It’s a quiet, rainy night here at the Abbey. Chickens are tucked up on their roost, heads nestled in soft feathers. Cats are being silly, wrestling and charging around after eating their final meal of the day. And out in the darkness, in the gravelly dirt of one of the pastures, some baby box turtles are incubating. We saw Mama Turtle excavating a nest hole with her hind legs a few evenings ago. We had guests for dinner and everyone had trooped out to see the chickens, the garden, and whether there were any massive snakes under the manure pile. Unfortunately for poor Mama Turtle, the line of trooping involved everyone walking right past the quiet spot she had chosen in the field. After exclaiming over her work we all gave her a respectful distance, though by then she must have been wondering why she had decided to lay in the middle of Grand Central Terminal. When I returned the next morning, only the faintest pile of disturbed dirt indicated where the nest is located. Guess we won’t be mowing this pasture for at least 70 days (approximate length of incubation, though this varies widely). We are definitely going to set up the game camera when the time approaches.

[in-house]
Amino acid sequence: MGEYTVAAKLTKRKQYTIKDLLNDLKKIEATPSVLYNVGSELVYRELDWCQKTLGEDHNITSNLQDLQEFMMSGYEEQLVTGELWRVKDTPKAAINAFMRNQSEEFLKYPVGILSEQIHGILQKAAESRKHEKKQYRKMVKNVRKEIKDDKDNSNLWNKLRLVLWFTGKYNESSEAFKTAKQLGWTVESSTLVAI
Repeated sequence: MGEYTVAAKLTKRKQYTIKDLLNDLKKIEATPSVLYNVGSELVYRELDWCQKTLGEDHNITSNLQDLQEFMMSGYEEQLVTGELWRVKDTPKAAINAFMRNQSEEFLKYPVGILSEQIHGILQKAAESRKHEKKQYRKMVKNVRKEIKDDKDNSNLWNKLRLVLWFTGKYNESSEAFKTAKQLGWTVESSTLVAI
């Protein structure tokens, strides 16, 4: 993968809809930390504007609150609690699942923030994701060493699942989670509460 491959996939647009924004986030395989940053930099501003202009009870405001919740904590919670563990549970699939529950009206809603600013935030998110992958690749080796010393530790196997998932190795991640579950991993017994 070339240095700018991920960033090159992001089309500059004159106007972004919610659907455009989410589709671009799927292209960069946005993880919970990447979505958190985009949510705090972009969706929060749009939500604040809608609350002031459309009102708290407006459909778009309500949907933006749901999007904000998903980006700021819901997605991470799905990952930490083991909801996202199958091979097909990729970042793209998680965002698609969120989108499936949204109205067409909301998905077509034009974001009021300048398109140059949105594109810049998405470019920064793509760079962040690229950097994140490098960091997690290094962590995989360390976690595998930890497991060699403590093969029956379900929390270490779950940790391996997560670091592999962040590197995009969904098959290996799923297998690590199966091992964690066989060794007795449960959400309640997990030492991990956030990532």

Meanwhile, check out these photos of a box turtle hatchling from a few years ago, plus his mama. Mama Turtle laid her eggs right near the chickens’ run. She lingered there for a few days after I saw her scratching out the nest. Our old flock was in residence then, and when I went out in the evenings to close their stall door it would seem to me as if Mama Turtle were hanging out chatting with Dreamer, my chicken BFF and guardian angel (more on Dreamer forthcoming). One rainy morning about 3 months later, I happened to look down as I walked out to the barn and narrowly missed stepping on this little guy. I can’t believe I even noticed him in the first place, and I wonder what became of his siblings, assuming they hatched (box turtles have a very high egg and nestling mortality rate, which doesn’t surprise me, given the totally random places I’ve now seen them lay). So I anticipate much insane cuteness when this new clutch hatches. Fingers crossed for them!